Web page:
Vollyball

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The only true stinker of the early Disk System titles, Vollyball is composed entirely of esoteric mechanics and half-baked design choices that make the game a near-unplayable mess. Nintendo missed the mark, and future vollyball games would do it much, much better.

Vollyball

Japanese Title: バレーボール
Release Date: July 21, 1986
Publisher: Nintendo
Developer: Nintendo R&D1Pax Softnica


Genre: Sports
Product Code: FMC-VBW
Disk Format: Single-sided
Notable Credits: Music Composed by Koji Kondo.

Vollyball is not a very good video game. This is made more amazing by the fact that Nintendo seems to refuse to accept this simple fact. Vollyball has more releases than a game of its dubious quality deserves; first on the Disk System, then as an early black box sports title for the Nintendo Entertainment System, and finally on numerous interactions of Nintendo’s modern day virtual console download service.

The core problem with game lies in its gameplay mechanics. Your group of players moves around as distinct groups depending of where the incoming ball is set to land. This causes a great level of confusion and you are never really sure where to position you group so that the ball is reachable by any one of your groups sprites. The result of this bizarre design choice is that you never get the sense that you are in control of your characters, a huge misstep especially in a sports game where timing is crucial.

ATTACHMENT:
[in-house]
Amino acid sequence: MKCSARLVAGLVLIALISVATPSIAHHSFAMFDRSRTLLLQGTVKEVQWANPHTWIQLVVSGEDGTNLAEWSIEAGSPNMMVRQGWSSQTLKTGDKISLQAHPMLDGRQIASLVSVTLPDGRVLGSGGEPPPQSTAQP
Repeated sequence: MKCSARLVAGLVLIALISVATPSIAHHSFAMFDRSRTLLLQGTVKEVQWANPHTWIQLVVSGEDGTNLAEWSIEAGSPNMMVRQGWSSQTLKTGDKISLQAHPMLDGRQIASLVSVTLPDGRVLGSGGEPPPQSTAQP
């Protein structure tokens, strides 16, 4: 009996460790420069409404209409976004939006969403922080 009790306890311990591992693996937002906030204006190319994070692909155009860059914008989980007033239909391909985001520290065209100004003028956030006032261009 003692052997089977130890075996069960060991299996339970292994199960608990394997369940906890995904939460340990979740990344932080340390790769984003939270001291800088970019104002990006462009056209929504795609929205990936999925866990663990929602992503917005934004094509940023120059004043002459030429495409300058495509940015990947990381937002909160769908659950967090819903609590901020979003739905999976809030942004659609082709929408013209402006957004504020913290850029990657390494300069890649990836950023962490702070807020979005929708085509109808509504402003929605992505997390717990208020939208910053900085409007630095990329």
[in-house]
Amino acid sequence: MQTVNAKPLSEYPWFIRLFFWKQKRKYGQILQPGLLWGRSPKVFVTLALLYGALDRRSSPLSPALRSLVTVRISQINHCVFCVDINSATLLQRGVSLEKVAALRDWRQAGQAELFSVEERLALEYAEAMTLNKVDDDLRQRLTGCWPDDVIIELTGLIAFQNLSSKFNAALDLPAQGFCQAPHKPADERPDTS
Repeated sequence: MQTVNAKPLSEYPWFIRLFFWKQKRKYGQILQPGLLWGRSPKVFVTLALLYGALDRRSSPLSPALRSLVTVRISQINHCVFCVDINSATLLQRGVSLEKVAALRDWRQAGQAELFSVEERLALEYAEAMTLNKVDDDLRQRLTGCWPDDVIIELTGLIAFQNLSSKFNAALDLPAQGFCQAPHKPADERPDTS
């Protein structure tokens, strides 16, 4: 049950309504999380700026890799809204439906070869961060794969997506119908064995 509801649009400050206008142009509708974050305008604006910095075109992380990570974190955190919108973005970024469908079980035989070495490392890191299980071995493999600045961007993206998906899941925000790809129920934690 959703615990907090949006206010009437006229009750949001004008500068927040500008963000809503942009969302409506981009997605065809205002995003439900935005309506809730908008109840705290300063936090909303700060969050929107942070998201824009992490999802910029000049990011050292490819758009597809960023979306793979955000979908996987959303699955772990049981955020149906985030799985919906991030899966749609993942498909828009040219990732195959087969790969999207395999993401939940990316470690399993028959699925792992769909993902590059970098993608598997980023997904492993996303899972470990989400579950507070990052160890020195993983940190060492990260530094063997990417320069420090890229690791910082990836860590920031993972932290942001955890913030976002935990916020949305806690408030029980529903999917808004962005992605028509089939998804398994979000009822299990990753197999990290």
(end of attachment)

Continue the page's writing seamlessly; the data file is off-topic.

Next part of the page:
This mechanic is so counterintuitive that Nintendo actually programmed in a tutorial mode, something unseen in even the most convoluted video games of the era.

The on-screen sprites also are constantly wiggling there 8-bit butts which is extremely distracting when the entire screen of characters is repeatively doing this in unison.

There is a slightly above average variety of game play options and challenge levels if you are able to master the games esoteric mechanics, but why bother? Vollyball is just not good enough to merit the time it takes to master its poor design.

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About Nathan White

Recovering artist, handsome devil, amateur appreciator of 8 and 16 bit Japanese video games and whole hearted archivist of Disk System World.
This entry was posted in 1986, games and tagged , , , , . Bookmark the permalink.

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